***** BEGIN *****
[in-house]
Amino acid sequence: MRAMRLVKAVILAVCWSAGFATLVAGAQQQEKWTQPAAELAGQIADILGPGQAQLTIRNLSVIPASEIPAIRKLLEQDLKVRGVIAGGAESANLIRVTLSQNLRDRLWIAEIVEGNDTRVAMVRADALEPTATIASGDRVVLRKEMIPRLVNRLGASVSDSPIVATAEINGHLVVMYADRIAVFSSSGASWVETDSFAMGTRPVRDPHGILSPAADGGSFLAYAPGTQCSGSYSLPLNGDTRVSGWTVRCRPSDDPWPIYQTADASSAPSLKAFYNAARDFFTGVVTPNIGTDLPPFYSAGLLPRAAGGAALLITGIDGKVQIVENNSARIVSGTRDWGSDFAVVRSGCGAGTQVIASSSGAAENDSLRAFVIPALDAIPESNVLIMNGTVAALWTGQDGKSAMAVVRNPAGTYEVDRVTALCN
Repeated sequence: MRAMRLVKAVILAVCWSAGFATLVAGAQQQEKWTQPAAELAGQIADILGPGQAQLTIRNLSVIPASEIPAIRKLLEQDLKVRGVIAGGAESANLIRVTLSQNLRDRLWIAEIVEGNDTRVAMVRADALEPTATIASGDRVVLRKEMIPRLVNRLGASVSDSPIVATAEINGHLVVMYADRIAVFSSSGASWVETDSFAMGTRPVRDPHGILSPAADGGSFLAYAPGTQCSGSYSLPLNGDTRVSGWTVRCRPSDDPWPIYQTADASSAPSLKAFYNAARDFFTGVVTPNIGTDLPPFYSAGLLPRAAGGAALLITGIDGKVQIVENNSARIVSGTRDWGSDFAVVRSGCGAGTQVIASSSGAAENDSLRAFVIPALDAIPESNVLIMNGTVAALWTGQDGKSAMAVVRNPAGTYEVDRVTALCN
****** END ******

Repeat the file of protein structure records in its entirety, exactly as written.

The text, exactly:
[in-house]
Amino acid sequence: MRAMRLVKAVILAVCWSAGFATLVAGAQQQEKWTQPAAELAGQIADILGPGQAQLTIRNLSVIPASEIPAIRKLLEQDLKVRGVIAGGAESANLIRVTLSQNLRDRLWIAEIVEGNDTRVAMVRADALEPTATIASGDRVVLRKEMIPRLVNRLGASVSDSPIVATAEINGHLVVMYADRIAVFSSSGASWVETDSFAMGTRPVRDPHGILSPAADGGSFLAYAPGTQCSGSYSLPLNGDTRVSGWTVRCRPSDDPWPIYQTADASSAPSLKAFYNAARDFFTGVVTPNIGTDLPPFYSAGLLPRAAGGAALLITGIDGKVQIVENNSARIVSGTRDWGSDFAVVRSGCGAGTQVIASSSGAAENDSLRAFVIPALDAIPESNVLIMNGTVAALWTGQDGKSAMAVVRNPAGTYEVDRVTALCN
Repeated sequence: MRAMRLVKAVILAVCWSAGFATLVAGAQQQEKWTQPAAELAGQIADILGPGQAQLTIRNLSVIPASEIPAIRKLLEQDLKVRGVIAGGAESANLIRVTLSQNLRDRLWIAEIVEGNDTRVAMVRADALEPTATIASGDRVVLRKEMIPRLVNRLGASVSDSPIVATAEINGHLVVMYADRIAVFSSSGASWVETDSFAMGTRPVRDPHGILSPAADGGSFLAYAPGTQCSGSYSLPLNGDTRVSGWTVRCRPSDDPWPIYQTADASSAPSLKAFYNAARDFFTGVVTPNIGTDLPPFYSAGLLPRAAGGAALLITGIDGKVQIVENNSARIVSGTRDWGSDFAVVRSGCGAGTQVIASSSGAAENDSLRAFVIPALDAIPESNVLIMNGTVAALWTGQDGKSAMAVVRNPAGTYEVDRVTALCN